This is a treatise entitled Lawā'iḥ* (“Flashes of Light”), explanatory of the intuitions and verities displayed on the pages of the hearts and minds of men of insight and divine knowledge, and of those who enjoy spiritual raptures and ecstasies. It is written in suitable language adorned with pleasing explanations. I trust that readers will hold of no account the personality of the author of this commentary, and will refrain from taking their seats upon the carpet of cavilling and animadversion. For the author plays only the part of interpreter in the following discussions; his sole function is that of mouthpiece, and nothing else.

Believe me, I am naught—yea, less than naught.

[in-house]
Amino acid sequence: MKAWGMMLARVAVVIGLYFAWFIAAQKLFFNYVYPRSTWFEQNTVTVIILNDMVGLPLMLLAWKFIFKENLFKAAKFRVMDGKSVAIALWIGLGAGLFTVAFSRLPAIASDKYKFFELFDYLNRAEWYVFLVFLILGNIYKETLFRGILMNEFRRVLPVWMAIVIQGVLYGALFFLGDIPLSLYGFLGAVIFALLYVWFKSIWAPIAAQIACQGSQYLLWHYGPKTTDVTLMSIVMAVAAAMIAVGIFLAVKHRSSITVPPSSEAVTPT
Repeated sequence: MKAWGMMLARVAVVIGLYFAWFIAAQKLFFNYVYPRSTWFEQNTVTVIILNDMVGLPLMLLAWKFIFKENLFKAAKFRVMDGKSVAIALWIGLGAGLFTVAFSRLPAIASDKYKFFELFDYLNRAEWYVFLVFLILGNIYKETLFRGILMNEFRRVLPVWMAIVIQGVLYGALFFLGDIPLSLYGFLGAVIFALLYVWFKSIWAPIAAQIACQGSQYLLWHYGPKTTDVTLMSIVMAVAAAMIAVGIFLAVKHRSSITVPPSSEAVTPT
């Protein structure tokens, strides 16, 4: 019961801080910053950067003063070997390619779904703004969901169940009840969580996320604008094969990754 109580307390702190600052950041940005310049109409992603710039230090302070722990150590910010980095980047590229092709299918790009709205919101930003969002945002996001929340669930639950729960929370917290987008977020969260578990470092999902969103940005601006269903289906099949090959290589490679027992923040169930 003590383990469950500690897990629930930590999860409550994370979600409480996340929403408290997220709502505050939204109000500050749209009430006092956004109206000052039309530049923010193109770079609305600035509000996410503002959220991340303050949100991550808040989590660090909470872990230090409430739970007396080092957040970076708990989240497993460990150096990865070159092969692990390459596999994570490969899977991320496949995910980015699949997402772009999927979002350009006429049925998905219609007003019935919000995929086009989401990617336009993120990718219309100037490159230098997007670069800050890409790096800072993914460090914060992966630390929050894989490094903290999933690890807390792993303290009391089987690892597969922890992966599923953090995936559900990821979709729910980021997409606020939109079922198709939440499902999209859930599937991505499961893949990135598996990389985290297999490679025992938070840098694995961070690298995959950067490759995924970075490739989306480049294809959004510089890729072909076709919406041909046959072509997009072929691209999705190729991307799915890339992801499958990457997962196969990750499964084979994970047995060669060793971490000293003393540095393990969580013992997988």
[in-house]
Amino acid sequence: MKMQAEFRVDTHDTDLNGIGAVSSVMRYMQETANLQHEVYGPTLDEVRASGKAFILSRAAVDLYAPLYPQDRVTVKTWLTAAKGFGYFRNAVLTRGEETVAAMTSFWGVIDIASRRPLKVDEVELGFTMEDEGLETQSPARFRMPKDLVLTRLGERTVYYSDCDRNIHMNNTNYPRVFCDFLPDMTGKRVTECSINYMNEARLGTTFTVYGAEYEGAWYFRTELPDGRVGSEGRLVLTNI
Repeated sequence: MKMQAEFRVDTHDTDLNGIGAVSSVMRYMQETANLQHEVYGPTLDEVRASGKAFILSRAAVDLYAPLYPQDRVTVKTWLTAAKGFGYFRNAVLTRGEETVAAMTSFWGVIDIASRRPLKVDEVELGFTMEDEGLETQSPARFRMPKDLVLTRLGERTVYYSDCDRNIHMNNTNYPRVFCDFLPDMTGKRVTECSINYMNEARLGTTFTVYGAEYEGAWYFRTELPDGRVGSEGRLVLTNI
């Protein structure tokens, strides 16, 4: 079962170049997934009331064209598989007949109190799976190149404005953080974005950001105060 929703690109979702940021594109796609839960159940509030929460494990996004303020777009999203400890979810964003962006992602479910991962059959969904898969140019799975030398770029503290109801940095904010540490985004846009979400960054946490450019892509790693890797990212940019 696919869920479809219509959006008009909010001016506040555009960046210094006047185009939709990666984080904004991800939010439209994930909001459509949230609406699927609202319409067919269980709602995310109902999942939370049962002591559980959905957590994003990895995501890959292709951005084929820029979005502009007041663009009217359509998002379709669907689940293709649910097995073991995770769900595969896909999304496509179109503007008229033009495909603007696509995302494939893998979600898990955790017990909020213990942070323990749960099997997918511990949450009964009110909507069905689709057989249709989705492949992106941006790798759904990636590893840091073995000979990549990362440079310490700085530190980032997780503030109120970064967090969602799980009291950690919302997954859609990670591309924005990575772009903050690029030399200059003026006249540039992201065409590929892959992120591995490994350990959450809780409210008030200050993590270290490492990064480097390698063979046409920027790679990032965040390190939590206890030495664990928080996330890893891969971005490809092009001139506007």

By naught and less than naught what can be taught?
I tell the mysteries of truth, but know
Naught save the telling to this task I brought.

For poverty to make no sign is best,
On love divine to hold one's peace is best;
For him who never felt ecstatic joys
To play a mere reporter's part is best.

With men of light I sought these pearls to string,
The drift of mystics' sayings forth to bring;
Now let his trusty slaves this tribute bear
From foolish me to Hamadān's wise king.*